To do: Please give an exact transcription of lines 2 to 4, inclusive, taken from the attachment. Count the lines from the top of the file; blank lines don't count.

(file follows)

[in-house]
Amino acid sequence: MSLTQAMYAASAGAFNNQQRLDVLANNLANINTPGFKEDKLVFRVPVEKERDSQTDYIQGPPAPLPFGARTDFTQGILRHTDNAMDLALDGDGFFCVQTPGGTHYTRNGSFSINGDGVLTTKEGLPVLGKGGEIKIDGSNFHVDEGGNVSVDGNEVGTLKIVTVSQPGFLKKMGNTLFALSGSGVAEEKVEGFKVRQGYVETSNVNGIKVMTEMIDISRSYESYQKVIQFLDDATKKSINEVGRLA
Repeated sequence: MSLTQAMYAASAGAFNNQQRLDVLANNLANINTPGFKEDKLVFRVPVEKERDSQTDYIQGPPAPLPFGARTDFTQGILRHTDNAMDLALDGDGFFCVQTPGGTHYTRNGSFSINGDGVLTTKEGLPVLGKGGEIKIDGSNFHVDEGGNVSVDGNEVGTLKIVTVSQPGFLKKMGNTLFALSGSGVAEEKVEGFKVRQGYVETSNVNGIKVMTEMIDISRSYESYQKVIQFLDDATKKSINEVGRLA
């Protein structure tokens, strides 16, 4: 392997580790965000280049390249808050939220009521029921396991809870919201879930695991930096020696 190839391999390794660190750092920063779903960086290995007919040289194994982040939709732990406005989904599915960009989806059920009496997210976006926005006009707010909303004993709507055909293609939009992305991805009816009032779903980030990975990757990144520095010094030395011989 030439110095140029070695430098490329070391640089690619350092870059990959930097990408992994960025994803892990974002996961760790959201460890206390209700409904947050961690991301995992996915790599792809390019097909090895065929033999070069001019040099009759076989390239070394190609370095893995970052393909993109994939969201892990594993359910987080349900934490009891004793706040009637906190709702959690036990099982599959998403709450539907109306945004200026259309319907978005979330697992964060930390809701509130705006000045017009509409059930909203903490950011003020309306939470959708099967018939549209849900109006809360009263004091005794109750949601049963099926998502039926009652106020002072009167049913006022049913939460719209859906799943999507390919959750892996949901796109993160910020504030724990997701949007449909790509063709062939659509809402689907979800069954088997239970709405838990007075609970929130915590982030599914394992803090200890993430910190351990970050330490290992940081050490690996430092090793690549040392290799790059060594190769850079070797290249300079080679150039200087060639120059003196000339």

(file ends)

Amino acid sequence: MSLTQAMYAASAGAFNNQQRLDVLANNLANINTPGFKEDKLVFRVPVEKERDSQTDYIQGPPAPLPFGARTDFTQGILRHTDNAMDLALDGDGFFCVQTPGGTHYTRNGSFSINGDGVLTTKEGLPVLGKGGEIKIDGSNFHVDEGGNVSVDGNEVGTLKIVTVSQPGFLKKMGNTLFALSGSGVAEEKVEGFKVRQGYVETSNVNGIKVMTEMIDISRSYESYQKVIQFLDDATKKSINEVGRLA
Repeated sequence: MSLTQAMYAASAGAFNNQQRLDVLANNLANINTPGFKEDKLVFRVPVEKERDSQTDYIQGPPAPLPFGARTDFTQGILRHTDNAMDLALDGDGFFCVQTPGGTHYTRNGSFSINGDGVLTTKEGLPVLGKGGEIKIDGSNFHVDEGGNVSVDGNEVGTLKIVTVSQPGFLKKMGNTLFALSGSGVAEEKVEGFKVRQGYVETSNVNGIKVMTEMIDISRSYESYQKVIQFLDDATKKSINEVGRLA
């Protein structure tokens, strides 16, 4: 392997580790965000280049390249808050939220009521029921396991809870919201879930695991930096020696 190839391999390794660190750092920063779903960086290995007919040289194994982040939709732990406005989904599915960009989806059920009496997210976006926005006009707010909303004993709507055909293609939009992305991805009816009032779903980030990975990757990144520095010094030395011989 030439110095140029070695430098490329070391640089690619350092870059990959930097990408992994960025994803892990974002996961760790959201460890206390209700409904947050961690991301995992996915790599792809390019097909090895065929033999070069001019040099009759076989390239070394190609370095893995970052393909993109994939969201892990594993359910987080349900934490009891004793706040009637906190709702959690036990099982599959998403709450539907109306945004200026259309319907978005979330697992964060930390809701509130705006000045017009509409059930909203903490950011003020309306939470959708099967018939549209849900109006809360009263004091005794109750949601049963099926998502039926009652106020002072009167049913006022049913939460719209859906799943999507390919959750892996949901796109993160910020504030724990997701949007449909790509063709062939659509809402689907979800069954088997239970709405838990007075609970929130915590982030599914394992803090200890993430910190351990970050330490290992940081050490690996430092090793690549040392290799790059060594190769850079070797290249300079080679150039200087060639120059003196000339």